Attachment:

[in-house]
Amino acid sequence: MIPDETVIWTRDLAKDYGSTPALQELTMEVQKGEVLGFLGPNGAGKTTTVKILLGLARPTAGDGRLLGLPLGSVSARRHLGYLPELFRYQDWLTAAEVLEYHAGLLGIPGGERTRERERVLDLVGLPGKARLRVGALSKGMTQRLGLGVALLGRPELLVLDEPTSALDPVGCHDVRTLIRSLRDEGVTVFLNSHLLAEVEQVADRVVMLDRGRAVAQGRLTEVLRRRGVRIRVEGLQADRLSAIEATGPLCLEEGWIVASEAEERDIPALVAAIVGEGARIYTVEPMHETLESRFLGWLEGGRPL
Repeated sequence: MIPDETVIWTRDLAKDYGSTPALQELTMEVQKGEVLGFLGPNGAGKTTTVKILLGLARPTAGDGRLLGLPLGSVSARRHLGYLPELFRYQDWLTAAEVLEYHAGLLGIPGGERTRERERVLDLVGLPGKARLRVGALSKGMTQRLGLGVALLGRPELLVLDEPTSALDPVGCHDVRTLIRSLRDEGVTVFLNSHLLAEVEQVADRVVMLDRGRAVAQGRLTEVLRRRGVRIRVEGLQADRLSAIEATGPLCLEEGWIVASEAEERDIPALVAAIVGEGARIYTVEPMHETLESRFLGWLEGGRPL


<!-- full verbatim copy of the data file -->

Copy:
[in-house]
Amino acid sequence: MIPDETVIWTRDLAKDYGSTPALQELTMEVQKGEVLGFLGPNGAGKTTTVKILLGLARPTAGDGRLLGLPLGSVSARRHLGYLPELFRYQDWLTAAEVLEYHAGLLGIPGGERTRERERVLDLVGLPGKARLRVGALSKGMTQRLGLGVALLGRPELLVLDEPTSALDPVGCHDVRTLIRSLRDEGVTVFLNSHLLAEVEQVADRVVMLDRGRAVAQGRLTEVLRRRGVRIRVEGLQADRLSAIEATGPLCLEEGWIVASEAEERDIPALVAAIVGEGARIYTVEPMHETLESRFLGWLEGGRPL
Repeated sequence: MIPDETVIWTRDLAKDYGSTPALQELTMEVQKGEVLGFLGPNGAGKTTTVKILLGLARPTAGDGRLLGLPLGSVSARRHLGYLPELFRYQDWLTAAEVLEYHAGLLGIPGGERTRERERVLDLVGLPGKARLRVGALSKGMTQRLGLGVALLGRPELLVLDEPTSALDPVGCHDVRTLIRSLRDEGVTVFLNSHLLAEVEQVADRVVMLDRGRAVAQGRLTEVLRRRGVRIRVEGLQADRLSAIEATGPLCLEEGWIVASEAEERDIPALVAAIVGEGARIYTVEPMHETLESRFLGWLEGGRPL